Recent turmoil on equity markets about slowing global growth has shaken business confidence.
A monthly survey by the National Bank found optimists outnumber pessimists, but sentiment tumbled 13 points, with a net 34% of firms expecting better times ahead.
While caution led profit, export, employment and investment intentions to fall, a steady 43% expect activity in their own business to pick up.
Chief economist Cameron Bagrie says it appears financial market volatility and signs of cooling US growth have not been felt in New Zealand.
He says commodity prices and confidence are holding up, plus New Zealand also has one off events to look forward to such as the Rugby World Cup and the Christchurch rebuild.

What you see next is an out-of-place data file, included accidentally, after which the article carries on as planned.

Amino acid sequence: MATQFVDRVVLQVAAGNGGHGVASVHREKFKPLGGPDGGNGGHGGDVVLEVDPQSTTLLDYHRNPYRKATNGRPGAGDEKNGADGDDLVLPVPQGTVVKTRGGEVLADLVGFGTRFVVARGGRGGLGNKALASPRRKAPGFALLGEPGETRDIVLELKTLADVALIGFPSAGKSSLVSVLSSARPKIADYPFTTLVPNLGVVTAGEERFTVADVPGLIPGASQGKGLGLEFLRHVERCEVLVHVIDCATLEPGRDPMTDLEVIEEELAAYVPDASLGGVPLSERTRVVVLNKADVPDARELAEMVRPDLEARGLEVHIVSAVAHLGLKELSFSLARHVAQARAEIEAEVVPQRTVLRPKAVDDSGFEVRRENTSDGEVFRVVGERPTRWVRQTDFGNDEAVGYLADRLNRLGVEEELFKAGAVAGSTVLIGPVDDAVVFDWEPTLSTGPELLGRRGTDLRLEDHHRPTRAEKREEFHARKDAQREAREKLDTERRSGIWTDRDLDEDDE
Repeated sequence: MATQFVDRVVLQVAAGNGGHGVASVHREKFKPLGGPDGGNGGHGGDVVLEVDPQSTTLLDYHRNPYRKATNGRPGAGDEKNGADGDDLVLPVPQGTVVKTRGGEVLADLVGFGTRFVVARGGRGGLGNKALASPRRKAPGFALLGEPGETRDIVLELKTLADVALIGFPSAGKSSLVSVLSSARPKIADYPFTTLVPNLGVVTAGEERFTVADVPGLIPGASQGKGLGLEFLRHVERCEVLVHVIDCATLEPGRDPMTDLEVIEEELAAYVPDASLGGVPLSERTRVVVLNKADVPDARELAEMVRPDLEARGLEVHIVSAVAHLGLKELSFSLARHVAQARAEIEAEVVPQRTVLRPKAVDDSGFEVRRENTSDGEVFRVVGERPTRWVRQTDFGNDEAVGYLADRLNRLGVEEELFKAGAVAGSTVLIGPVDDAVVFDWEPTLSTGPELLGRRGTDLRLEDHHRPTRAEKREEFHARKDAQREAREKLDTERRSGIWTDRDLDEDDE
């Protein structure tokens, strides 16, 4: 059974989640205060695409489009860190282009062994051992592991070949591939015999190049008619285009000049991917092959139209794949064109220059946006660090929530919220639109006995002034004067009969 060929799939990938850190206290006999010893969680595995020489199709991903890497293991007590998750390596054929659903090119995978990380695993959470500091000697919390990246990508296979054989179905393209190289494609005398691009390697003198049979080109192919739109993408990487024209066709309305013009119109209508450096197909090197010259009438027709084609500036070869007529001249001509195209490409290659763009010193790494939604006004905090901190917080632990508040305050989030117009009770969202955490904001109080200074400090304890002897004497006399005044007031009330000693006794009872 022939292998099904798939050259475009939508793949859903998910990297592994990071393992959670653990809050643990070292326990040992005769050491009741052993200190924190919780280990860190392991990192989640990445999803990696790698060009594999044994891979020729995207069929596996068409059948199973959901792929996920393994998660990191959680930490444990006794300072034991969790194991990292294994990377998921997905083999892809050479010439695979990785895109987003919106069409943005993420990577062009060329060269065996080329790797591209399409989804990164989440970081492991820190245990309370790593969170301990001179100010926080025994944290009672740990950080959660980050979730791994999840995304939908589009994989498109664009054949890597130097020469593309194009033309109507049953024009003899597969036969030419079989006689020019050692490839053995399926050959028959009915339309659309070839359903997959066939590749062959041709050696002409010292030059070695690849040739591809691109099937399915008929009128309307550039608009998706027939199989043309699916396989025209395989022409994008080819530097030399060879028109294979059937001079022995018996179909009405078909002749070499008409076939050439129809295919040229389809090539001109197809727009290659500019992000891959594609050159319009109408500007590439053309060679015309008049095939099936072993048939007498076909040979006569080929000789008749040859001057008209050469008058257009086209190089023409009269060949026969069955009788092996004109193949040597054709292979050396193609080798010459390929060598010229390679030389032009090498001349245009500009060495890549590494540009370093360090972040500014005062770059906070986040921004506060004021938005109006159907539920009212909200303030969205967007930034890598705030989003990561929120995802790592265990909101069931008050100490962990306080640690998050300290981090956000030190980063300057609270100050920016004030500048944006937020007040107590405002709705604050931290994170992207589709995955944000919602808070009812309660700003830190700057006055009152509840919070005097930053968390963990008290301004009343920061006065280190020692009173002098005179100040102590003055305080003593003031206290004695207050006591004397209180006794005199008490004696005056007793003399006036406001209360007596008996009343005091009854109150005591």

Export intentions fell sharply to the lowest level in just over two years, which Mr Bagrie says reflects jitters about foreign demand, and a persistently high New Zealand dollar.
The survey indicates economic growth of about 4.5%, though Mr Bagrie cautions that it's coming off a low base and won't feel like strong growth.
Inflation expectation rose to its highest level in nearly three years, at 3.5%, but fewer firms expect to lift prices.
Mr Bagrie says while domestic activity would justify a rise in the Official Cash Rate from 2.5% to 3% later this month, he expects international jitters to stay the Reserve Bank's hand until December.